We are social animals, and we thrive on contact with other people. In fact, there are studies that prove how socialising has a positive effect on our health. No wonder we punish people by isolating them in a prison cell.


But isolation doesn’t have to feel like an imprisonment at all. Spending time outdoors has taught me how to embrace solitude positively; in a way that helps you grow.


Hiking is the easiest way to give yourself the space and peace to look within. It is incredible what you will find. It is also paramount to face yourself, especially standing naked in front of your fears. This is how we grow our personalities. And not while we play roles and put masks to fit the social norm.


Being part of an expedition teaches you many things, among which are patience and devouring time with your own thoughts. The days spent waiting for a weather window, stuck in a sleeping bag, allow you to assess life and tame your spirits in a good way.


Sometimes you may feel like this:




But that’s just sometimes.


This spring’s expeditions in Nepal and China are all cancelled. Which may not be so bad, considering the traffic jam that has been trying to conquer the mountains with ego and with no respect.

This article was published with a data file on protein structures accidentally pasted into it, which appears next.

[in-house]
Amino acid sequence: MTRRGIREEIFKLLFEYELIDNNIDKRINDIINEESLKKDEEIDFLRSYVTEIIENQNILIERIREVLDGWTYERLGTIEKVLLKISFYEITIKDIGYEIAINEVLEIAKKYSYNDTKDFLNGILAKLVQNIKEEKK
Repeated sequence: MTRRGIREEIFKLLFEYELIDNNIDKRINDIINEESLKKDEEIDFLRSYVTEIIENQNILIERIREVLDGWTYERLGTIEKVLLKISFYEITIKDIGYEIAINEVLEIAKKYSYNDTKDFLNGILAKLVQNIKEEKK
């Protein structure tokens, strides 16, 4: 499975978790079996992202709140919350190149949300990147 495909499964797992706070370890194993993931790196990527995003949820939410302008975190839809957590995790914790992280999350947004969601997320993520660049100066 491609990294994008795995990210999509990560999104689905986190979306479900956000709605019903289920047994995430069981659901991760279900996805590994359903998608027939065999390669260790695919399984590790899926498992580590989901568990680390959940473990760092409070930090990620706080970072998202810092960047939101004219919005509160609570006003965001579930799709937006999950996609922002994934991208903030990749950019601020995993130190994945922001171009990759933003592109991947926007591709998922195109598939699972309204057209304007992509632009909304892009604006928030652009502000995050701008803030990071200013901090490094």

Nature deserves a break.


Yet, if you have to isolate yourself and conditions allow it, why not pack that sleeping bag and go outdoors to get some fresh air? Much better than intoxicating yourself with drama and virus panic, don’t you think?


Or just…


Keep Calm and Enjoy the Lockdown


Many people freelance or work distantly. True, a lot of jobs require people being physically somewhere. But for those who can still work remotely, things haven’t changed as much. And for those who can’t, maybe now is the time to learn a new skill, to read a new book, to declutter and re-evaluate your life.